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Union Club reno an award winner for Olde Country Masonry

Peter Caulfield
Union Club reno an award winner for Olde Country Masonry
OLDE COUNTRY MASONRY — Olde Country Masonry took great care with the architectural elements of the Union Club in Victoria as it restored the iconic building.

Olde Country Masonry of Victoria has won the trade contractor award in the (inaugural) 2019 Vancouver Island Construction Association Awards.

Olde Country won for its renovation of the Union Club building, a present-day National Historic Site which was built in downtown Victoria in 1913.

“I’m pleased to receive the award and proud of our staff who cared a great deal to produce the highest level of work to complement the tradesmen who built the Union Club,” said Olde Country president Bob Sousa. “Recognizing this type of work as being award-worthy affirms that many in construction also believe in preservation of our local landmarks.”

Sousa says he loves Victoria’s old architecture.

“It wasn’t that long ago that many of these old buildings were left vacant, demolished or condemned,” he said. “Having an opportunity to work on many of these buildings and seeing our downtown revived is very gratifying.”

The project’s scope of work was extensive and grew as Olde Country got further into the project, which took place in 2015-16.

“We started with replacing brick header support and re-pointing the brick,” Sousa said.

The renovation of the Union Club’s masonry was detailed and extensive. It required:

  • Repair of cracked and broken cornice pieces;
  • Replacement of all cornice support steel, fasteners and grout;
  • Replacement of many terra cotta panels that were too broken to repair;
  • Stitching terra cotta blocks with threaded rod and epoxy;
  • Filling stitched areas with patching compound to match;
  • Replacement of balustrades and associated anchor system;
  • Sanding and, finally staining.

Olde Country used a wide variety of materials on the project: Terra cotta façade blocks, re-claimed original brick, industry-standard mortar, non-shrink grouts, galvanized double angle iron, galvanized threaded rod, epoxy, and stainless fasteners.

“Our terra cotta supplier, Boston Valley Terra Cotta (in New York State), was the original supplier for the Union Club and still had the drawings from 1910,” said Sousa. “And we had a tech from Edison Coatings (Connecticut) fly out and train and certify our crew on using the terra cotta products to repair, rebuild, patch, fill, sand and stain.”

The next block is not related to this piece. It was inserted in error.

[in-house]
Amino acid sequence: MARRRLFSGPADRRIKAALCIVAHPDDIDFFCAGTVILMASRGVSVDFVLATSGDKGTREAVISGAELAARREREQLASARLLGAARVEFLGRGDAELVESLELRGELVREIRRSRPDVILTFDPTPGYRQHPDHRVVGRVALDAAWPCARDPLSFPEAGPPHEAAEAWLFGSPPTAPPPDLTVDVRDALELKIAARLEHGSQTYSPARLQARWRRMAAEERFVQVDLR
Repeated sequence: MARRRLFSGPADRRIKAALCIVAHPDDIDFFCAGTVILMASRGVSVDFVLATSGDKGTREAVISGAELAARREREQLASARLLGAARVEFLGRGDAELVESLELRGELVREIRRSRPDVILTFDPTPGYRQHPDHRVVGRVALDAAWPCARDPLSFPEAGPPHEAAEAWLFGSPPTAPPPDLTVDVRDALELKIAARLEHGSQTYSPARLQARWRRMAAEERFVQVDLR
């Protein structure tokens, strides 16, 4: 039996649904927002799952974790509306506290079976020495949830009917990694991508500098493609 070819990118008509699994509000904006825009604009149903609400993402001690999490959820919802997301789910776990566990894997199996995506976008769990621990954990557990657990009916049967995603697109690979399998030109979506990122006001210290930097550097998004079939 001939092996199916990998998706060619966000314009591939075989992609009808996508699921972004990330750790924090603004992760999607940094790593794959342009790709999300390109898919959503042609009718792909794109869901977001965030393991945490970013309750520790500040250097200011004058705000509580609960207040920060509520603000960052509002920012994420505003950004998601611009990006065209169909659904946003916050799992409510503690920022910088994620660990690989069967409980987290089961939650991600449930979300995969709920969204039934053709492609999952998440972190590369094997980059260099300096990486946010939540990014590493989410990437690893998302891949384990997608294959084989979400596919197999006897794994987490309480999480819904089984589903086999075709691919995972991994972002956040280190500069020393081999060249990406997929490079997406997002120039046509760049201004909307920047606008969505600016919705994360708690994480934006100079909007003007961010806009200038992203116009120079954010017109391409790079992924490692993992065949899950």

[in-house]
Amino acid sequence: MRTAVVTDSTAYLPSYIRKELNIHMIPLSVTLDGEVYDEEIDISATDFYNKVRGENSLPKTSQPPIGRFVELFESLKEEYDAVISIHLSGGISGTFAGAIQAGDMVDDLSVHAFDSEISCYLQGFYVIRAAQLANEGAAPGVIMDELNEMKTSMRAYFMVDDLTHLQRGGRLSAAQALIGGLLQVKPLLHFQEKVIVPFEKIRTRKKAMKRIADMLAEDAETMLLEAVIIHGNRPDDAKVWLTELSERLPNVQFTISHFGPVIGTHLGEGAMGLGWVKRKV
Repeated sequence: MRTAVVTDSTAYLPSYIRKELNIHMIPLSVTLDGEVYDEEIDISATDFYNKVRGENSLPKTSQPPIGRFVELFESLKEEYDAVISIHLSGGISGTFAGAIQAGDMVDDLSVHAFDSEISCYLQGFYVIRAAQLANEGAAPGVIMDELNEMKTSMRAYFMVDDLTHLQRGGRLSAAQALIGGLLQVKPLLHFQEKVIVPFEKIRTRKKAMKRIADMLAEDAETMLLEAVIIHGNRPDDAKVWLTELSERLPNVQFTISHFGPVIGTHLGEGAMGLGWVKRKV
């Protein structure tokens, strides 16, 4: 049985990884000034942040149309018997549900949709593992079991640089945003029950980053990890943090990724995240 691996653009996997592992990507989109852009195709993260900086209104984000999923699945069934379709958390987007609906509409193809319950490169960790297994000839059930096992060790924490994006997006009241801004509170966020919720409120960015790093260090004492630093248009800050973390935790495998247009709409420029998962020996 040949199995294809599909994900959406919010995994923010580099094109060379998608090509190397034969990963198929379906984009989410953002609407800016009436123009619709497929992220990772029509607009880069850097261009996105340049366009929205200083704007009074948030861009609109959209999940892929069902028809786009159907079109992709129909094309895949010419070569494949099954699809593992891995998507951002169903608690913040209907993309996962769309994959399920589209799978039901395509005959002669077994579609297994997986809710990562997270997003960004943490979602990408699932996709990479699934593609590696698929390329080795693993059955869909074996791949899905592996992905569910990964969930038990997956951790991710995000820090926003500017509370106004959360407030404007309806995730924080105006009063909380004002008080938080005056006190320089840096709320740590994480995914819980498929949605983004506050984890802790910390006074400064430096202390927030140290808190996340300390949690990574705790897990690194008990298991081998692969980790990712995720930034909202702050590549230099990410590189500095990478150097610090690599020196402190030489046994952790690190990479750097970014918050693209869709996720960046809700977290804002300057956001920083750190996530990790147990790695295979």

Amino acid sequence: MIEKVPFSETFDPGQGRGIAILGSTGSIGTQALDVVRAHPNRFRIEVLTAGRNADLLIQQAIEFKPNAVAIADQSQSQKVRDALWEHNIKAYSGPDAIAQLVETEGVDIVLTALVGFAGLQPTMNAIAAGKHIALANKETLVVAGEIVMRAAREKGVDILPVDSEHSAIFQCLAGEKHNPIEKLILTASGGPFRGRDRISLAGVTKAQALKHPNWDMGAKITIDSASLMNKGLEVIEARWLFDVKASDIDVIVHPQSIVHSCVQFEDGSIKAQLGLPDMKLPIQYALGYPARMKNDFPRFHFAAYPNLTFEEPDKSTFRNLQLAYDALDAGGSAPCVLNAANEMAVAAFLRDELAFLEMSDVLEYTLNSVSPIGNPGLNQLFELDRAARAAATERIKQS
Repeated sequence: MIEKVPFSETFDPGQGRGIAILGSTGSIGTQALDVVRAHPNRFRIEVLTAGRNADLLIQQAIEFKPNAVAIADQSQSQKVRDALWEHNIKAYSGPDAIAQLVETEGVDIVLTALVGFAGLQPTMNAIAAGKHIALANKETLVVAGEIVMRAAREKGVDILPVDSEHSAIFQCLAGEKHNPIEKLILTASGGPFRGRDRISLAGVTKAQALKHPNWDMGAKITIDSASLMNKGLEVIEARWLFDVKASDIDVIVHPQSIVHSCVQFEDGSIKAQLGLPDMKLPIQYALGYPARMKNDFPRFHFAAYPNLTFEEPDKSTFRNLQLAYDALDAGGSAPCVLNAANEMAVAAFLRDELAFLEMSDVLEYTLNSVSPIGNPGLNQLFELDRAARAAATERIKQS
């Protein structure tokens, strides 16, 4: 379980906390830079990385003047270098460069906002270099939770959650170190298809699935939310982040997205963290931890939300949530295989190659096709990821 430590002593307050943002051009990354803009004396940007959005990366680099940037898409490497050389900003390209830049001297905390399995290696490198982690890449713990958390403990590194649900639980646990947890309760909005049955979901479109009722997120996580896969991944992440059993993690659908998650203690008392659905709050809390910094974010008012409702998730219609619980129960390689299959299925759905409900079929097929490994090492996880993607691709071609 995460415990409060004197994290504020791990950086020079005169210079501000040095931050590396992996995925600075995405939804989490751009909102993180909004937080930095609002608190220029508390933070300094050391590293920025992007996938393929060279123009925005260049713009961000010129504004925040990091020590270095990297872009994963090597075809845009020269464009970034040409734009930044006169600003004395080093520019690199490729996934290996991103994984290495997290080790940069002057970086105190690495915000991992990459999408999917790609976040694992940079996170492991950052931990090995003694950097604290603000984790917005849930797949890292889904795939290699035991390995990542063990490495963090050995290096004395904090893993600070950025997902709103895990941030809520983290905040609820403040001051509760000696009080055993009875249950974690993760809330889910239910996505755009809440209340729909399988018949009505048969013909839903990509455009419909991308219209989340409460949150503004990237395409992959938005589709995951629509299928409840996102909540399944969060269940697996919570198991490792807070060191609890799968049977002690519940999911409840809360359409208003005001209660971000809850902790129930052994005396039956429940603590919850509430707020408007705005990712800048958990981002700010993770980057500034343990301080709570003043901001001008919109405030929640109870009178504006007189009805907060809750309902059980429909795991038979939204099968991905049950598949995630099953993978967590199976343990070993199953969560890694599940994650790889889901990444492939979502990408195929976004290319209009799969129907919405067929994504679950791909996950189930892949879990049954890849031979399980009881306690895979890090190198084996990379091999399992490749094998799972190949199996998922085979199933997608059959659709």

Among the work done was the careful dismantling of the building’s terra cotta while cataloging the various elements so they could be carefully pinned back together, patched along cracks, sanded, stained and installed to original state. Decorative rosettes were installed in openings left void for nearly 100 years.
OLDE COUNTRY MASONRY — Among the work done was the careful dismantling of the building’s terra cotta while cataloging the various elements so they could be carefully pinned back together, patched along cracks, sanded, stained and installed to original state. Decorative rosettes were installed in openings left void for nearly 100 years.

Given the nature of the project, it came, not surprisingly, with more than its fair share of challenges.

They included working while the facility was operating, an extended completion date, escalating costs, and improvised solutions for previously unencountered problems.

For example, water penetration had deteriorated most of the metal fasteners holding the terra cotta façade blocks.

As Olde Country removed broken blocks within the wall panels, the resistance on adjacent blocks was relaxed, causing surrounding areas to move and expose failures that weren’t visible on the surface of the terra cotta. 

“With the help of the consultants, we designed systems to reattach broken blocks and reinforce support of the terra cotta units to the building without removing the panels above,” said Sousa.

The concrete structural walls in one place had to be rebuilt, since the rust jacketing had made the wall useless to tie back into. Nearly all the terra cotta and brick had to be removed and rebuilt.

“When faced with these pressures, some owners will compromise on the end result in order to save money,” said Sousa. “But Union Club’s owners’ representatives never considered that as an option and fully supported Olde Country throughout the project.”

Project manager Pedro Morales says working with old buildings brings surprises once the cladding is removed and the envelope and structure are exposed.

“This type of work is not very common yet in this part of Canada and consultants and engineers are not up to speed with techniques and know- how, like they are back east, where these types of restoration projects are more common,” Morales said. “So, a joint effort was used to come up with solutions.”

The general contractor on the project was Knappett Projects Inc. of Victoria. Garyali Architect Inc. also of Victoria and the Victoria office of RJC Engineers acted as consultants.

The Union Club has a long and distinguished history in Victoria.

It was founded in 1879 to support the union of Canada at a time when there was a movement to take Vancouver Island and the province out of Confederation.

Originally an all-male club located above a butcher shop, the Union Club welcomed women 27 years ago. Females now make up almost one-half of the membership.

Of the club’s almost 2,500 members, 1,400 live locally and the rest are all over the world.

Recent Comments (1 comments)

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Michael Edison Image Michael Edison

Congratulations to the entire project team. We at Edison Coatings were most pleased to participate in this highly worthy endeavor.

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